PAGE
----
One wonders, in this place, why anyone is left in Dublin, or London, or Paris, when it would be better one would think, to live in a tent, or a hut, with this magnificent sea and sky, and to breathe this wonderful air, which is like wine in one’s teeth.
The last of southwestern Ireland’s five great peninsulas, Dingle (w www.dingle-peninsula.ie) is perhaps the most distinctive of them all. Arrowing westwards for over 50km, its heavily glaciated topography is especially irregular, with an L-shaped ridge of mountains that peaks at its north end at Mount Brandon, the highest summit in Ireland outside of Macgillycuddy’s Reeks. Five-hundred-metre Mount Eagle at the very tip of the peninsula sets up a truly spectacular drive, cycle or walk around Slea Head. On the coasts, the long, exposed sandbars at Castlegregory and Inch draw surfers and windsurfers, while the deeply recessed, sandy beaches at Ventry and Smerwick Harbour encourage gentle swimming.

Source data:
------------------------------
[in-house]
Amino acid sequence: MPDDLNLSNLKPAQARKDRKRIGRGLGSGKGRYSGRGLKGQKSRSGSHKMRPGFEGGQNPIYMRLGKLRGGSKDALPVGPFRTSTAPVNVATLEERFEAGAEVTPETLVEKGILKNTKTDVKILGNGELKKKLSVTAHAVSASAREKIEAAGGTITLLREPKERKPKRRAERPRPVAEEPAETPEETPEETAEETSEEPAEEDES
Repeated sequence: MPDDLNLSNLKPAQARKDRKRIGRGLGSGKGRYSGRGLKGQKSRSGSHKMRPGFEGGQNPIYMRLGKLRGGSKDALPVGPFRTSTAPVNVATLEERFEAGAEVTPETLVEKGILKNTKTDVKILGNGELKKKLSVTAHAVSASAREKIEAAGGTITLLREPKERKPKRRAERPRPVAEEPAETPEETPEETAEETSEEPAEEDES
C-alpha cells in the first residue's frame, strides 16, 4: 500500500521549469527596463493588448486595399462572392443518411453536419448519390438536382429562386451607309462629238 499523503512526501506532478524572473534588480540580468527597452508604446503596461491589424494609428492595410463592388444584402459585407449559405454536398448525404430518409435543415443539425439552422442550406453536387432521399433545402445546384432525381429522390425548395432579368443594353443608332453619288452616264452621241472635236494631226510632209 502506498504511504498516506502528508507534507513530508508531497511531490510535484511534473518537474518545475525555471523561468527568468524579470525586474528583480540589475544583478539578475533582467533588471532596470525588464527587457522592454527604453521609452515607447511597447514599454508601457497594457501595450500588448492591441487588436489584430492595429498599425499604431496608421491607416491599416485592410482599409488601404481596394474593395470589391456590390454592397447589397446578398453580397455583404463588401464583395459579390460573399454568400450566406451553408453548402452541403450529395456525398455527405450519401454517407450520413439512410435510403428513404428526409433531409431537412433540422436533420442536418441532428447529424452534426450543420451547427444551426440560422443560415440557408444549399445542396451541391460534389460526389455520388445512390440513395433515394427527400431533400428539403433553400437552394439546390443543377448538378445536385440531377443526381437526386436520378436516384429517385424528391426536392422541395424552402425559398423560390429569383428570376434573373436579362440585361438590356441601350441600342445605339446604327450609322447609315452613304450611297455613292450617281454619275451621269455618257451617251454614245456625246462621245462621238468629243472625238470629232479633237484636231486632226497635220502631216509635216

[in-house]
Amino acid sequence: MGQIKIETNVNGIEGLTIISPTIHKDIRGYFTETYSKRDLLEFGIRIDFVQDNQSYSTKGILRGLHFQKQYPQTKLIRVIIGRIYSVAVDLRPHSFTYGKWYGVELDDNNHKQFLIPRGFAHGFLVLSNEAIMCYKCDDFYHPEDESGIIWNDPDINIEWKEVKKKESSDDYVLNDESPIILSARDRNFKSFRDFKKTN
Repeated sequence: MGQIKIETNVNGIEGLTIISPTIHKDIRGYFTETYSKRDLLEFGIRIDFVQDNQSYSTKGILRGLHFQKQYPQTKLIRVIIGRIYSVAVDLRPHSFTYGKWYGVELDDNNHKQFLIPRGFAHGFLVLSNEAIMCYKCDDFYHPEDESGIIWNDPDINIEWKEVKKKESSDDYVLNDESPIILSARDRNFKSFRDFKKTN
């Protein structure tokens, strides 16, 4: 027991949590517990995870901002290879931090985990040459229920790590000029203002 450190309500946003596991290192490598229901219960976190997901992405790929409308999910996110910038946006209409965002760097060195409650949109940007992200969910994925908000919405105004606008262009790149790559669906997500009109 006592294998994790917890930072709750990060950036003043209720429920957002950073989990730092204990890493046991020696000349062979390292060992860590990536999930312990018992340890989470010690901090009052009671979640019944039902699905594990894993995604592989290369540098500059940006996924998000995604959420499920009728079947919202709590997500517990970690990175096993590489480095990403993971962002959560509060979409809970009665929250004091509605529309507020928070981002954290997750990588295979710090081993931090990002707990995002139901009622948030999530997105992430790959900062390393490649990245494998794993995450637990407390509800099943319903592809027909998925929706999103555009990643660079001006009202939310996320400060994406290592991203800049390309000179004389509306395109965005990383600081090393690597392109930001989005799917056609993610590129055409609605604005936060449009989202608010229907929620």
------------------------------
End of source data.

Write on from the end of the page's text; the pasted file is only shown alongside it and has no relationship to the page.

Dingle has an unusually rich heritage, including over five hundred Celtic clocháns (corbelled, dry-stone beehive huts), among which the most compelling is Dún Beag, dramatically perched along the Slea Head Loop. Further round the loop is the early Christian Gallarus Oratory, with its stunningly simple dry-stone construction. The peninsula is also one of the strongest Irish-speaking districts in the country, known as Corca Dhuibhne (meaning “the followers of Davinia”, a Celtic goddess); courses in Irish language and culture can be arranged at Feileastram Teo, An Portán, Dunquin, and through the museum in Ballyferriter. As the main settlement at the heart of this thriving Gaeltacht (which officially begins just west of Anascaul and Castlegregory), Dingle town (An Daingean) feels like a capital. It supports some top-notch restaurants and places to stay, complemented by a vibrant traditional-music scene, and is perfectly located for varied day-trips. One of the best of these is the boat trip to the abandoned Blasket Islands just off Slea Head, which were responsible for an astonishing body of Irish-language writing in the early twentieth century.